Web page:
Hubble’s successor to the Space Telescope goes to space

Hubble's successor to the Space Telescope goes to space

The launch will take place in French Guiana, at the European Space Base Kourou. At 1.20 p.m., the rocket containing James Webb should take off. Then he goes to his new workplace, 1.5 million kilometers from Earth. It should be there in about a month.

James Webb was built by the European Space Agency (ESA), the United States (NASA), and Canada (CSA). Leiden University, the TNO Research Institute and the NOVA-OIR Scientific Office participate in the space telescope from the Netherlands.

James Webb has been working on for a long time. Development began in 1996 and was planned to be launched as early as 2007. However, the departure was postponed several times due to technical problems. The coronavirus pandemic is also causing delays.

James Webb is the size of a tennis court. The core is a 6.5 meter gold-beryllium mirror. It picks up light from space. It can be seen in time past a billion years further than Hubble.

A new space telescope must search for planets that might be home to life, distant galaxies and the aftermath of the Big Bang. Since James Webb is so far away, he is not bothered by the Earth’s heat. At his workplace, the temperature is minus 233 degrees. This makes the measurements more accurate and reliable.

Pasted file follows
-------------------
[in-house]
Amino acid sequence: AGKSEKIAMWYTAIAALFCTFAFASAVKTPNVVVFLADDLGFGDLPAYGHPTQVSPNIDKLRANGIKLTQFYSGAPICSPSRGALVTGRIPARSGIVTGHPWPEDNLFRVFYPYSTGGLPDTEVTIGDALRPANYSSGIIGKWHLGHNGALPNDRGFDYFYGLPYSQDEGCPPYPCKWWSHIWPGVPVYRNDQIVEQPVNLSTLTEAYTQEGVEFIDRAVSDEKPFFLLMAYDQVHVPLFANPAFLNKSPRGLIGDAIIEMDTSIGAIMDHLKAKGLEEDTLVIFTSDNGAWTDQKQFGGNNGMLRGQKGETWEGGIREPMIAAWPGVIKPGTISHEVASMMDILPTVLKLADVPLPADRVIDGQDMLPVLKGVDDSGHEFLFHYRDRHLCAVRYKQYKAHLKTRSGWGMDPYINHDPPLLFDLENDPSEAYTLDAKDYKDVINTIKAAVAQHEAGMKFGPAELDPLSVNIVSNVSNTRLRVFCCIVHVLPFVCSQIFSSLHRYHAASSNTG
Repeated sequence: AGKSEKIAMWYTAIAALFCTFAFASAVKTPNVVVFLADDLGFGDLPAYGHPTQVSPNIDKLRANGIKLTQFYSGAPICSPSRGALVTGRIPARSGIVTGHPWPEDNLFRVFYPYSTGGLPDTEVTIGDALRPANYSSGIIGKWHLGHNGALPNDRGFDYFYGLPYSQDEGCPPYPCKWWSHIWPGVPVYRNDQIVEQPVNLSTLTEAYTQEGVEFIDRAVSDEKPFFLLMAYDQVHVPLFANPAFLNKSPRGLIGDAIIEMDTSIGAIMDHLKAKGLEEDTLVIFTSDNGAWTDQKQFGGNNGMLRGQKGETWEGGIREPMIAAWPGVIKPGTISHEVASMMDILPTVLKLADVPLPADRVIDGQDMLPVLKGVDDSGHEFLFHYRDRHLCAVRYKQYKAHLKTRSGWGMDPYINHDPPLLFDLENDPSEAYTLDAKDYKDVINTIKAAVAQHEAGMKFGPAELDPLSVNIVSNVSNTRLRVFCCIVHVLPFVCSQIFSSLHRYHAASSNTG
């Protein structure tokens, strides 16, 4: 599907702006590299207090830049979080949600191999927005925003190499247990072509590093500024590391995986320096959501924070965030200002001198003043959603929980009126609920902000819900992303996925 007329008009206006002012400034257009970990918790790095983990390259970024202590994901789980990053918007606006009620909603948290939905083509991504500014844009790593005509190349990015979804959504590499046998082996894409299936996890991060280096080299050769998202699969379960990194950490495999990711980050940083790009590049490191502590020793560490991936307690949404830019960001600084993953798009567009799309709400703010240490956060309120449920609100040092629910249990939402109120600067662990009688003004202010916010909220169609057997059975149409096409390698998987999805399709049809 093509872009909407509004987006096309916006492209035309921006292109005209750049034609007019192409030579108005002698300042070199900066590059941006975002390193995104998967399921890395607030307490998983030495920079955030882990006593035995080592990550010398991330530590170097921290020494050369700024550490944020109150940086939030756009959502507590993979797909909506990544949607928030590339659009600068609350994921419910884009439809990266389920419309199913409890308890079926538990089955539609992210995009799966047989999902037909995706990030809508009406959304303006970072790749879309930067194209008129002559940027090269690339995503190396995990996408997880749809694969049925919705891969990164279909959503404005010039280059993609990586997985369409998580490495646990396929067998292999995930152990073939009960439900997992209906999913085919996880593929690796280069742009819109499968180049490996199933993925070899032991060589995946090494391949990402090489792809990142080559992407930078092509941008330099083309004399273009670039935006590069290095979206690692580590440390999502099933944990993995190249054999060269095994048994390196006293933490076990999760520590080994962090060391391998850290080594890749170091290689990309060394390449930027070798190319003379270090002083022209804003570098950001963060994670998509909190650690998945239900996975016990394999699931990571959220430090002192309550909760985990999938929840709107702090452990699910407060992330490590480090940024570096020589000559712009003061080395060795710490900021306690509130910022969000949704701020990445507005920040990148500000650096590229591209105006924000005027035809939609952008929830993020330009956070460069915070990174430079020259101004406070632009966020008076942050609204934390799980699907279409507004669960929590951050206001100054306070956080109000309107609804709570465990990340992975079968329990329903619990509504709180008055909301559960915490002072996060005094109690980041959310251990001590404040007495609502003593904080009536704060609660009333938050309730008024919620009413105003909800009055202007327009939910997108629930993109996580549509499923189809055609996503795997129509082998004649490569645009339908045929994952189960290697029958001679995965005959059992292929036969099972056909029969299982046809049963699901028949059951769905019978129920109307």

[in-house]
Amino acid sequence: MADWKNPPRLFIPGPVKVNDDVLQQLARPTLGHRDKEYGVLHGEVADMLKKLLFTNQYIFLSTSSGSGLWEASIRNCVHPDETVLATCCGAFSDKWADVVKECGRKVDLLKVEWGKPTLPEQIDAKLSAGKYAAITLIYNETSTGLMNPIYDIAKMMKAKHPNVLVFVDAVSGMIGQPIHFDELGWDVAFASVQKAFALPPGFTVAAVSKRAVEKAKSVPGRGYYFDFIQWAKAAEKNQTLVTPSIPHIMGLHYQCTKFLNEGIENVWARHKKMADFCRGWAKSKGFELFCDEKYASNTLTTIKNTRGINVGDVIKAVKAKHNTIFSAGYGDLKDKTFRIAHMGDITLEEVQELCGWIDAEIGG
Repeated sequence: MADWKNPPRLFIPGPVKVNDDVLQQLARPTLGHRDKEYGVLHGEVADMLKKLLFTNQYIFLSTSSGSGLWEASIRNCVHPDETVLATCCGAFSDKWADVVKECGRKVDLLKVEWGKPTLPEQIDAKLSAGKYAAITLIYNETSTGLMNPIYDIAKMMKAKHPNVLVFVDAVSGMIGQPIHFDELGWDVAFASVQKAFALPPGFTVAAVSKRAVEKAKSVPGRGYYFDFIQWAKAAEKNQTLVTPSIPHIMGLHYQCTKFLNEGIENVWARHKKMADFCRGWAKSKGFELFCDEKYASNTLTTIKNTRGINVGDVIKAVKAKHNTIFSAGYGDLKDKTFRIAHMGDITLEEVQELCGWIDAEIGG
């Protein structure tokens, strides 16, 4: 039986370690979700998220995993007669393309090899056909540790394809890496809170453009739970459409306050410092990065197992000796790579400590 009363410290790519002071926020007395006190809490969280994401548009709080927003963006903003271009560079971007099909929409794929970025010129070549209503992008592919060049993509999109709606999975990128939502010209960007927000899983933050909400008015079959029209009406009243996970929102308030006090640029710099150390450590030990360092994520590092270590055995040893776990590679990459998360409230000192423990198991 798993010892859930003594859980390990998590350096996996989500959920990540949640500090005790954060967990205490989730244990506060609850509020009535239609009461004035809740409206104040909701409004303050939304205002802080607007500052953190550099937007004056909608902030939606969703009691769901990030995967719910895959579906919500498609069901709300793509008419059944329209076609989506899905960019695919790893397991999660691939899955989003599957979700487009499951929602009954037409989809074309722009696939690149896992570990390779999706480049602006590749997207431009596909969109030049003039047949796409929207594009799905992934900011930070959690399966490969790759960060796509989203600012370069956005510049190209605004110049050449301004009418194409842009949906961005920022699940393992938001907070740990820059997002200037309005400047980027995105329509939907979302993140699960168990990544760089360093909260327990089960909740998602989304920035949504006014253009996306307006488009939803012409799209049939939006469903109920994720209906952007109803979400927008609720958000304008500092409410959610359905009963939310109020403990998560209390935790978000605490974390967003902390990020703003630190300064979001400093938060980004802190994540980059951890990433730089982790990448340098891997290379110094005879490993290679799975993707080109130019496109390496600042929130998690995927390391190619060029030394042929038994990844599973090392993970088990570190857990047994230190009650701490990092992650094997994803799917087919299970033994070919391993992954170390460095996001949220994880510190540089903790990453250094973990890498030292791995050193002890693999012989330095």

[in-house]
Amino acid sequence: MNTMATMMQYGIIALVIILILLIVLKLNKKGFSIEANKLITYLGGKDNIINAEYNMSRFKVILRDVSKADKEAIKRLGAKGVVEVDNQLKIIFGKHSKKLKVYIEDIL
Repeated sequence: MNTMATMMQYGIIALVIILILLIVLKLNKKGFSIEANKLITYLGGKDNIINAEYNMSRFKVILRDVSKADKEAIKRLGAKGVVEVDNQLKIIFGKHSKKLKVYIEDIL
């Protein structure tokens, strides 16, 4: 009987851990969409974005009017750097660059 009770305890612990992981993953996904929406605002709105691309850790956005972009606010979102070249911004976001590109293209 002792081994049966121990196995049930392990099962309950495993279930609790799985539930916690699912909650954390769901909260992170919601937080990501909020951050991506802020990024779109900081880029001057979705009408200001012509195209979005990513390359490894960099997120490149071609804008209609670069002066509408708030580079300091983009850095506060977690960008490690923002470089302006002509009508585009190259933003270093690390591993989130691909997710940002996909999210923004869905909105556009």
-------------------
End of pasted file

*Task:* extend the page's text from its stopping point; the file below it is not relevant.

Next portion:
Launched in April 1990, Hubble has been orbiting Earth for more than 31 years at an altitude of more than 500 km. He studied distant galaxies, among other things, which gave scientists a better picture of the origin of the universe. He also made well-known photographs of distant nebulae. Hubble received its last service in 2009. The instruments on the plane malfunctioned recently and it is not known how long they will last. Sometime in the next 10 years, Hubble could fall out of orbit. When that happens, it burns up in the atmosphere.

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